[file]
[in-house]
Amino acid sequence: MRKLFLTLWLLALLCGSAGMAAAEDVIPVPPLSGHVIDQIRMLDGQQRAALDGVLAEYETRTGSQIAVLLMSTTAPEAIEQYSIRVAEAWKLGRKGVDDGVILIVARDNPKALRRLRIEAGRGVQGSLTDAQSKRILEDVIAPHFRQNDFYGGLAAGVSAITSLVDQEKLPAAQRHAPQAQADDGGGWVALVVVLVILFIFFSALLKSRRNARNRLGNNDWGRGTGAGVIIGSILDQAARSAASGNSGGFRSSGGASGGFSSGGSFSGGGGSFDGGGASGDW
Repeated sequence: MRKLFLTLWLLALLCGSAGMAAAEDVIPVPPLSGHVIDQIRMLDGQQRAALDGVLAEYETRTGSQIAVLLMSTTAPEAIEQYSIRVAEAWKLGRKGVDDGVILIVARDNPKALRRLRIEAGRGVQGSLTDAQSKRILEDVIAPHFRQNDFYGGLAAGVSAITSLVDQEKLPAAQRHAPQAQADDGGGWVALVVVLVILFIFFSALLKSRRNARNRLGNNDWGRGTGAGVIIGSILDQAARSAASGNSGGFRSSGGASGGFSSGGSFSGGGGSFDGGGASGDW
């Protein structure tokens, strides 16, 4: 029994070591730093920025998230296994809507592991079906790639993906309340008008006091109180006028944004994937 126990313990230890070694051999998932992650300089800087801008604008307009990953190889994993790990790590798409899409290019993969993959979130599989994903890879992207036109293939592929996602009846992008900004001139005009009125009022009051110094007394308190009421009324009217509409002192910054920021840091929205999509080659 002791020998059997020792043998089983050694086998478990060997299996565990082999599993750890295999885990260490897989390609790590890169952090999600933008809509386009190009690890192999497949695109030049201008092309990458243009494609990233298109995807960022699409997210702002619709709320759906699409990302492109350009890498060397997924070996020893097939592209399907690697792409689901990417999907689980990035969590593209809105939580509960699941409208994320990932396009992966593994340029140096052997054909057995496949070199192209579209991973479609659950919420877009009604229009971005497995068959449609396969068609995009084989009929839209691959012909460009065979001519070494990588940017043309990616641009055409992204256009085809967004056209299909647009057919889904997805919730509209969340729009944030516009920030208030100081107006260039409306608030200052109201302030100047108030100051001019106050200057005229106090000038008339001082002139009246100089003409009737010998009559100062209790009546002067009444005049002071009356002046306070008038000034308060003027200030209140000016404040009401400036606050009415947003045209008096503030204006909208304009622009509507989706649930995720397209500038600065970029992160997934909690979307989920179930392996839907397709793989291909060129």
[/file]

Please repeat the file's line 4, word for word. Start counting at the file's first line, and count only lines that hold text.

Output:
């Protein structure tokens, strides 16, 4: 029994070591730093920025998230296994809507592991079906790639993906309340008008006091109180006028944004994937 126990313990230890070694051999998932992650300089800087801008604008307009990953190889994993790990790590798409899409290019993969993959979130599989994903890879992207036109293939592929996602009846992008900004001139005009009125009022009051110094007394308190009421009324009217509409002192910054920021840091929205999509080659 002791020998059997020792043998089983050694086998478990060997299996565990082999599993750890295999885990260490897989390609790590890169952090999600933008809509386009190009690890192999497949695109030049201008092309990458243009494609990233298109995807960022699409997210702002619709709320759906699409990302492109350009890498060397997924070996020893097939592209399907690697792409689901990417999907689980990035969590593209809105939580509960699941409208994320990932396009992966593994340029140096052997054909057995496949070199192209579209991973479609659950919420877009009604229009971005497995068959449609396969068609995009084989009929839209691959012909460009065979001519070494990588940017043309990616641009055409992204256009085809967004056209299909647009057919889904997805919730509209969340729009944030516009920030208030100081107006260039409306608030200052109201302030100047108030100051001019106050200057005229106090000038008339001082002139009246100089003409009737010998009559100062209790009546002067009444005049002071009356002046306070008038000034308060003027200030209140000016404040009401400036606050009415947003045209008096503030204006909208304009622009509507989706649930995720397209500038600065970029992160997934909690979307989920179930392996839907397709793989291909060129």